Put Your Health First

Lauren shares her story about turning her epilepsy journey into a positive one
Lauren Canaday
Person with Epilepsy
Thursday, November 18, 2021

When I was 34 years old, during an especially exciting and fulfilling time in my life, I suddenly had a generalized tonic-clonic seizure in the middle of my grad school classroom. My professor called an ambulance. Despite 14 witnesses describing a classic "grand mal," doctors in the emergency room assumed that I must have fainted given my age and lack of history.

Several days later, I was sitting in the driver's seat of my car about to pull out of a parking space, I had a second and much more debilitating seizure. It took me hours to recover the ability to speak and move my limbs. I was placed on anti-seizure medication while doctors worked to gradually rule out every other health problem under the sun. It took eight months to get my medication dosage right, but I have now been seizure-free for more than two years.

Despite getting multiple opinions and joining a study at the National Institute of Health, no abnormal brain activity is detected in my EEGs and no abnormalities can be found on MRIs. I have often wondered if my seizures are complex migraines, as I've suffered from crippling headaches, temporary blindness, and inability to form sentences from migraines as far back as I remember. Yet, witnesses for various seizures describe classic seizure symptoms, and the medication I take works to control them in my situation. So, I’ve gradually come to accept my diagnosis and the lifelong role medication will play in its management.

Compared to many people in my support group, I often feel fortunate that my seizures are controlled with one medication. On the other hand, it has been an emotional roller coaster and often almost unbearable to accept the side effects. It is difficult to adjust to a slower, calmer life that keeps me below my seizure threshold. Since I want to stay at my current dose, I do everything I can to raise my threshold naturally: avoid alcohol, avoid gluten, which is a suspected trigger of both migraine and seizures for me, and exercise regularly. I prioritize sleep above all else.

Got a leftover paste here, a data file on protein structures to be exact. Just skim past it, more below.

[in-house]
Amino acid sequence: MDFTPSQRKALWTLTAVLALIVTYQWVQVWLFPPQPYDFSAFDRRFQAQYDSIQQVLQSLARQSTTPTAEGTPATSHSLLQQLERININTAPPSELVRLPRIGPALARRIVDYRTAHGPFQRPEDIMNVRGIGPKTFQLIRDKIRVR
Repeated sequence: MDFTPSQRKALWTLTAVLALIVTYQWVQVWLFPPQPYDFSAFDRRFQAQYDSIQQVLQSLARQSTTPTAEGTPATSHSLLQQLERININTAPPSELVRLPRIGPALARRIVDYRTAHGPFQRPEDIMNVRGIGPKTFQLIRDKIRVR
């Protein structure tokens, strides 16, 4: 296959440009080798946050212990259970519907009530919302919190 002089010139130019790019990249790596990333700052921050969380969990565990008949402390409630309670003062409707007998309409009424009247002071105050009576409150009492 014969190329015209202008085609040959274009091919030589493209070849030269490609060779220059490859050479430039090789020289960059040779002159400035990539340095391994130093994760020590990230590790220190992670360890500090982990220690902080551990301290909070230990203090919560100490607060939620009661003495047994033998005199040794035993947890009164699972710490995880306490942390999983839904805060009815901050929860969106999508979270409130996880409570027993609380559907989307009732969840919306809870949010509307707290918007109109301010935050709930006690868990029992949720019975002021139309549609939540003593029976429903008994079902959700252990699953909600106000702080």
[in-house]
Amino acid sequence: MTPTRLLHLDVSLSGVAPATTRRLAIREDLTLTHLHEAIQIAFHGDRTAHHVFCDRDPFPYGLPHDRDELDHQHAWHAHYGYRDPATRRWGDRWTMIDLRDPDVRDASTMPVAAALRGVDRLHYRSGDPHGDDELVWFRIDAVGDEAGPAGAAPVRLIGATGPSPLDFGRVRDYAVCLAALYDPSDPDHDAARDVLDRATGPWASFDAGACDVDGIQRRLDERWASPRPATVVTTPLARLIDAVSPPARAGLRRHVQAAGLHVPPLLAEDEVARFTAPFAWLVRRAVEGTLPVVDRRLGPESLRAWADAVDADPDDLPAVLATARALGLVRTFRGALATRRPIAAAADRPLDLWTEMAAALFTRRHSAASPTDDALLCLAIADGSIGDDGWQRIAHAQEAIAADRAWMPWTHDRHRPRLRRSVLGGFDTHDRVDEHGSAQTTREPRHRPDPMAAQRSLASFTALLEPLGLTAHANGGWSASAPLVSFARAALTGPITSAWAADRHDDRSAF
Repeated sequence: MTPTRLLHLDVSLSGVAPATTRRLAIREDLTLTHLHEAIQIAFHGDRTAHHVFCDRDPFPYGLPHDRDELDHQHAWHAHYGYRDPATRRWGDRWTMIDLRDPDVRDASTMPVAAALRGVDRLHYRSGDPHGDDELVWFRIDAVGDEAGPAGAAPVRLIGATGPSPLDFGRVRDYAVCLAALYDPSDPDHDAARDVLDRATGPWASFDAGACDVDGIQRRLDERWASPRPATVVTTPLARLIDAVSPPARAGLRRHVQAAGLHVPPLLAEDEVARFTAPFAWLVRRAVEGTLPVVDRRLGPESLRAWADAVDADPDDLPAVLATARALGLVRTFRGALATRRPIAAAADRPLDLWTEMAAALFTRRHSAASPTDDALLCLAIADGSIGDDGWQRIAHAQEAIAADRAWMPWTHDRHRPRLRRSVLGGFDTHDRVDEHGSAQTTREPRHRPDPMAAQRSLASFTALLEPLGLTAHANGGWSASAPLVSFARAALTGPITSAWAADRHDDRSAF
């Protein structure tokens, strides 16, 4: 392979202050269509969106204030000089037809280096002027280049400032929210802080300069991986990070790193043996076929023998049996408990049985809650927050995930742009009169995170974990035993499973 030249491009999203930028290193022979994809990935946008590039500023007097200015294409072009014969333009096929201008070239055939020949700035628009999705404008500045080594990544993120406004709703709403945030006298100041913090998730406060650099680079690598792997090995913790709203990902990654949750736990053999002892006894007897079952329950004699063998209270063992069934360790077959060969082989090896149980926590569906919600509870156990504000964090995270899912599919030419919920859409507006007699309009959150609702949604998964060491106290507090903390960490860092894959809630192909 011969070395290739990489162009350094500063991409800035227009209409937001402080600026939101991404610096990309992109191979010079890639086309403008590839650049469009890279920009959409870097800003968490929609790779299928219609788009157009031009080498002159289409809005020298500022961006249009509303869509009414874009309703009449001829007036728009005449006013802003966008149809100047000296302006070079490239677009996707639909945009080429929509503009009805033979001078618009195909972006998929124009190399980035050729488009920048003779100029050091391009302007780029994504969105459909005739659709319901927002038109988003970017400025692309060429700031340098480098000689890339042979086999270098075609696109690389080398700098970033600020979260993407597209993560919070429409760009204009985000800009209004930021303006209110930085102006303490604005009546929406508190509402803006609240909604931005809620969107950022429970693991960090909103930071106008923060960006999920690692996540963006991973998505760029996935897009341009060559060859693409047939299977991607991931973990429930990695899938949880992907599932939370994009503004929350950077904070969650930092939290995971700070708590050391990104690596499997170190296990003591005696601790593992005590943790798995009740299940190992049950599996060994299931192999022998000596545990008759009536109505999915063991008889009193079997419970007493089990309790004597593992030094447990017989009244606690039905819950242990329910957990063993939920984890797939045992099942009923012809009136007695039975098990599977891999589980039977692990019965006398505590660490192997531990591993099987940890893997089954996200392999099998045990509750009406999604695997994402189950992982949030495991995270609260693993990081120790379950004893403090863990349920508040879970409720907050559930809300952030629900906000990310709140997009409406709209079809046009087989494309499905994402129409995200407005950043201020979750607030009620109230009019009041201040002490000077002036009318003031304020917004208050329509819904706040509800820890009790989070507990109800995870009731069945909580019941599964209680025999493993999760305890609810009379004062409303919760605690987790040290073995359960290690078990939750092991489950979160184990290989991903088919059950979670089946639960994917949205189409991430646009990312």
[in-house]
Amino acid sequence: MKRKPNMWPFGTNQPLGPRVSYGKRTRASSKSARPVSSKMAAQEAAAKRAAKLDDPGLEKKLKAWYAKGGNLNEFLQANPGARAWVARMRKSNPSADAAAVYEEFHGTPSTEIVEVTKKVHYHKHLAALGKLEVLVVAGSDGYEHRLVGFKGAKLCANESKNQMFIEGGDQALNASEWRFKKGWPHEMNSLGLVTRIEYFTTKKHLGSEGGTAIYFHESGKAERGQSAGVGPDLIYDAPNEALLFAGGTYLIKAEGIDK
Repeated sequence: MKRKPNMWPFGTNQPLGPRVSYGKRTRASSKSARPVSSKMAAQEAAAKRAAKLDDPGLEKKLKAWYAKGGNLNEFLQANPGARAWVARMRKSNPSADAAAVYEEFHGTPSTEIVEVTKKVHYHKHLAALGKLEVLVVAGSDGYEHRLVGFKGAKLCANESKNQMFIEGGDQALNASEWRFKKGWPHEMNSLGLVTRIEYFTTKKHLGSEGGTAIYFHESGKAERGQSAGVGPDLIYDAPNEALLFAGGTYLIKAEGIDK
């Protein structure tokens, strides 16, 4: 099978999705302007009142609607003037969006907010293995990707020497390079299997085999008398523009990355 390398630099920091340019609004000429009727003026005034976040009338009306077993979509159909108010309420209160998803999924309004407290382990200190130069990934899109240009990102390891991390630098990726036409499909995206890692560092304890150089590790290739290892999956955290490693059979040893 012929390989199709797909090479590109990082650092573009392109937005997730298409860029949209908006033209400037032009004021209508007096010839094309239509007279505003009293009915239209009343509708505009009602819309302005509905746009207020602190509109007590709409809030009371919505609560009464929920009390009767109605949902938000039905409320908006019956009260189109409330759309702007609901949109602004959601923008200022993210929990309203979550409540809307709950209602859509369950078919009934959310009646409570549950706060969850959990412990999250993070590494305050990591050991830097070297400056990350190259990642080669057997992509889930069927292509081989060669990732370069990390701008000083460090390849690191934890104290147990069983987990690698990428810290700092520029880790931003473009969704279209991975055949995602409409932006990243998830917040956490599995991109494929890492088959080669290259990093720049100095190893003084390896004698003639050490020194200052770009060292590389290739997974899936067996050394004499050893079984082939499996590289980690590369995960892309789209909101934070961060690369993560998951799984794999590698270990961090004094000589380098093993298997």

Due to my epilepsy, I have faced a number of challenges that some people may never face. I left behind an intensive management role and grad school program involving travel to secure a steady job with more leave and better health insurance. I have to limit any experience that requires heavy multitasking because my brain gets exhausted quickly. I have had to wear glasses since starting anti-seizure medication, despite having better than 20/20 vision immediately beforehand. I take copious notes because my memory and word recall are unreliable. I feel like I aged 20 or 30 years overnight. Aging is hard for everyone, but imagine it happening so fast that there was no time to adjust.

Despite these challenges, I have built a new life, but I often miss the carefree, driven, energetic person I was before my first seizure. I also miss the rich social life I had. One by one, most of my friends and family members pulled away once I started keeping a strict self-care routine and stopped drinking alcohol. Most of all, nobody wanted to hear about the psychological impact of my sudden life change.

There was little support from those people closest to me because of the invisible symptoms I experienced. Therapy helped me process this grief. I learned to refocus on building new relationships with people who are able to accept me as my full self, which includes my epilepsy.

I discovered that there are a lot of supportive people in this world. I just had to proactively go looking for them by joining a support group and setting different criteria for my relationships. I married an amazing man in July who understands and supports me in my journey.

I have tried to turn what was a negative experience into a positive one and the first year I had epilepsy, I resolved to get involved by creating a walking group. Building awareness about epilepsy has been very healing for me.

Epilepsy is something that happens to a person, but it is only part of the definition of you. Remember, you still have one important thing: control over how you manage it. Defy culture and individuals who judge you for being different and put your health first. This is both your responsibility and your gift to yourself.


Reviewed by: 
Sara Wyen

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The mission of the Epilepsy Foundation is to lead the fight to overcome the challenges of living with epilepsy and to accelerate therapies to stop seizures, find cures, and save lives.

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